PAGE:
This Bones guy lived up to the rule I set for myself about the fiddly nature of trimming these guys: the gribblies/minions get superficial cleaning of the obvious stuff and that is it. So yes, there is an obvious mold-line down the body when zoomed in, but on the table it isn’t noticeable. I have found an easier way to trim the mold lines on Bones, so it is a bit easier than I thought, just a different technique. In the end I will be rushing through most of the monsters so I won’t give them as much attention. In contrast, I am a bit miffed by a mold like on Alain I can’t reach with a knife and files don’t work as well.
Anyhow, hopefully something was inspirational for you today, if nothing else to check out your local museum. The picture above is not mine nor from my local museum.
* My first attempt at NMM was a sword, a rather large sword so I thought it would be easier to do. It turned out so terrible after the first few layers I quickly painted over it before anyone else could see it. So I really don’t think I have done it yet. My first exposure to NMM was on the Rackham forum years ago where things like mirrored polished armour plates with distorted reflections were the norm…something far beyond my meager painting skills.
A bit more drawn out to finish, the second Bones 2 mini to get painted was the large ankheg.
I did a bit of wet blending for the reds and yellows to get that look I was after just right. A bit of dry brushing of the red and a brown wash of the yellow and viola…a complete model.
Actually the longest part of this guy was the base. I spread the base sculpting over 3 stages (and as many days) while the painting was done in an afternoon.
As the last picture shows, the stones I sculpted don’t match the dungeon tiles exactly, but do give the impression of belonging. Actually when I looked a the size of the stones on the small bases it would really just mean sculpting one or two stones and the stone floor effect would be lost. So a bit of scale creep is fine I think.
A bit of useless trivia for those die-hard DnD fans…there is actually a real-world bug out there like this: the Ant Lion. Although not even close in appearance, the larva stage of this insect buries itself in sand to ambush unsuspecting bugs. Think Sarlac Pit meets Ankheg and you have the general idea. If you want to watch one in action check out this link: http://upload.wikimedia.org/wikipedia/commons/0/05/Antlion.ogv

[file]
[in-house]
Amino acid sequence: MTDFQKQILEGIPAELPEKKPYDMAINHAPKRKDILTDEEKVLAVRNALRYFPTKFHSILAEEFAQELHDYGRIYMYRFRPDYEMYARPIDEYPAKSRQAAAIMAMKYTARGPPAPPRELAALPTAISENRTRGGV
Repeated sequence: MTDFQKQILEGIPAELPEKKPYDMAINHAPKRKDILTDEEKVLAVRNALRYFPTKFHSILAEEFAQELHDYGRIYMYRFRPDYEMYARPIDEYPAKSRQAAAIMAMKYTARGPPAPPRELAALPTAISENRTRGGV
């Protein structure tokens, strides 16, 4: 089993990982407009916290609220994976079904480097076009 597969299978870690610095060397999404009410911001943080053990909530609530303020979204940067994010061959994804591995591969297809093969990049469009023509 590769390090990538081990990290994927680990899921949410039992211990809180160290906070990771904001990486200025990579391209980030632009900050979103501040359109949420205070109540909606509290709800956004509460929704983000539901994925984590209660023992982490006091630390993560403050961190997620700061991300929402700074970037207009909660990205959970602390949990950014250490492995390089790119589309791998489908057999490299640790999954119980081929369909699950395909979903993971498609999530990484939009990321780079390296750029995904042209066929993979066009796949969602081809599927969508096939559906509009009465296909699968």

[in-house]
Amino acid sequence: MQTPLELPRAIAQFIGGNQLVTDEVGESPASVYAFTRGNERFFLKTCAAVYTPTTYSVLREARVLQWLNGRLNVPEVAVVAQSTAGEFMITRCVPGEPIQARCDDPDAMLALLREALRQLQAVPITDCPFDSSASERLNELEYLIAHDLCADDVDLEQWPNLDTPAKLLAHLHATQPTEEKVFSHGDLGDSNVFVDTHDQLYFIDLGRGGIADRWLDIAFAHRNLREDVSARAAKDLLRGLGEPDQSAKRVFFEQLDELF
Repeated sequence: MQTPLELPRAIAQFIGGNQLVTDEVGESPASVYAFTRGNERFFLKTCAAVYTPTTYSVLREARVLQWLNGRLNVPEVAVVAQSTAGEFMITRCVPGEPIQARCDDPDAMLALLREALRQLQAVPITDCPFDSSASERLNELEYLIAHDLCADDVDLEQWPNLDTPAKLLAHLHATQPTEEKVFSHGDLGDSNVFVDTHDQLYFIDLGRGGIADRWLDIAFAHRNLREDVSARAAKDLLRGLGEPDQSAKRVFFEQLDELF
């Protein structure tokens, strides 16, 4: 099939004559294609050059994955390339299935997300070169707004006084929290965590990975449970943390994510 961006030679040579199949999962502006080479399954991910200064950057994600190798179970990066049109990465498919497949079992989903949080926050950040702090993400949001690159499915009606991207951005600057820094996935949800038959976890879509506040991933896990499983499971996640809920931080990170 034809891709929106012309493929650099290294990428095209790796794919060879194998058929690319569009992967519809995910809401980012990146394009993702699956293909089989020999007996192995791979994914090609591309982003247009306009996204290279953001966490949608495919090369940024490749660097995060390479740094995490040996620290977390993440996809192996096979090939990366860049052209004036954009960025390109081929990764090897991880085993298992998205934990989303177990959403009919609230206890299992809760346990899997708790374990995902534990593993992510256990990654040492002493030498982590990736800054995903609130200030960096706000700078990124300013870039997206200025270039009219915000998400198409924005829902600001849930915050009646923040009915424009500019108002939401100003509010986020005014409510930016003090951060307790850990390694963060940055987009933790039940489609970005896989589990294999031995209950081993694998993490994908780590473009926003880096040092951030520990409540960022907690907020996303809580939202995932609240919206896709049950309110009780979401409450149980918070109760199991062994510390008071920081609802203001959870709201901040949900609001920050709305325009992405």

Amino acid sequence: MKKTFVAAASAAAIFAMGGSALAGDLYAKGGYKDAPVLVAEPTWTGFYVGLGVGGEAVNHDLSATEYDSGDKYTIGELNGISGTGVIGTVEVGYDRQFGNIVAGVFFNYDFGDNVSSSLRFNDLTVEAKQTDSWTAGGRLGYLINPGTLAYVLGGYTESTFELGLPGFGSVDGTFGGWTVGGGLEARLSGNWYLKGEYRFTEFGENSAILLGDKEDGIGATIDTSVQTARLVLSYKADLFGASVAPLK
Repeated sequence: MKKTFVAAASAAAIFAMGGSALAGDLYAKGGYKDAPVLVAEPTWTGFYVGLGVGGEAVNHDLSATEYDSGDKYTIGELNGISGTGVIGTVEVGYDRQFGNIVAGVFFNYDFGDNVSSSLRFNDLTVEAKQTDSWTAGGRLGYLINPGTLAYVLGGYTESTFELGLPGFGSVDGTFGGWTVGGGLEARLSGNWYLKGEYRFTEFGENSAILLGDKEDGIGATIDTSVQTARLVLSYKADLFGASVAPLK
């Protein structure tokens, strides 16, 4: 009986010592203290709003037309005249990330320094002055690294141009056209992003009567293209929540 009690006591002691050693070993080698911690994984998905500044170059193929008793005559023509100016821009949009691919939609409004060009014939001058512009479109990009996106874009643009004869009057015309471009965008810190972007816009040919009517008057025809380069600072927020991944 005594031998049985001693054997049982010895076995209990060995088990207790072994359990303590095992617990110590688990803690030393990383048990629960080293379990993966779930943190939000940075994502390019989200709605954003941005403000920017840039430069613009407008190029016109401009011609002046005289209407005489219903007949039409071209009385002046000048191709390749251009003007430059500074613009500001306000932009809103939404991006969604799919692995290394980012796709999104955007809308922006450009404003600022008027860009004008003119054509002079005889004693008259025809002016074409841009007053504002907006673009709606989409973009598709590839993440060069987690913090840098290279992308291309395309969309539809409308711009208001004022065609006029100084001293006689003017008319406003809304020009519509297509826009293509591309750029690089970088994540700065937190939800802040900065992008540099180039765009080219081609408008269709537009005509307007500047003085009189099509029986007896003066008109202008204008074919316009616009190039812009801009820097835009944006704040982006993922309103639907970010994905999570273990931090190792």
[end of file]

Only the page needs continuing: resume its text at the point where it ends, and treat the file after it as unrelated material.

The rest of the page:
Although obscure, it looks like Jolie was able to find a reference in her book.
As the side by side comparison shows this beastie is giant. I based on one of the new Reaper Bases. This is the 2″ base…although some complainers have pointed out it is 50mm not 2″. Good enough for government work, or basing figures.
I have been blocking out the colours on another Bones 2 mini while finishing the large web room dungeon module. I have decided to go with some simple geometric heraldry and to copy it across the model. The pose and face looks so arrogant I expect this is a knight who talks about himself in the third person. The outer tabard I intend to paint white (maybe with a bit of trim or detailing) and the under tunic is being done in the same blocked out colours (yellow and blue). I will be adding scratches to the paint on the shield and a bit of dirt/grime under the bolts on the shield and codpiece. The base will be completed, I just had a bit of putty left over from the ankheg so threw it on his base.
Hopefully something was inspirational today. If nothing else you learned about nature.
I did mess around with some settings to make the blog (hopefully) more reader-friendly. Let me know if you have any comments.
A few things have happened since my last update and have kept me away from my regularly scheduled hobby-time.
First, the wife went in for surgery. She’s fine now, just recovering. It has meant more time caring for her.
Second, I received my Bones II miniatures. There are enough pictures of the boxes online so I skipped doing the box opening show many other backers have done.
Anyhow, the first mini painted from Bones II was the Mind Eater. It started as a test of how well the colours would adhere to the bare “bonesium” without primer. This is how the manufacturer recommends painting them, but old habits die hard. Overall, the paint did adhere well and blend well. When I started doing base colours on the next model I realized it wouldn’t work on those…too many folds and textures that I prefer having base coat to leave shadows.
Without further ado, here is the disgusting mind eater.
I went for a fairly realistic brain colouring and added a few veins and discoloured patches with blue and purple. I wanted to strongly contrast the browns of the brain so went with green (as the colour wheel compliment – GASP colour theory) in a style similar to insects. All in all, a quick and dirty paint but fairly effective.
And naturally the action shot:
Something tells me these goblins might be in for more than they can handle…
Hopefully something inspired you today, if nothing else to try strange combos on the strange minis in your collection.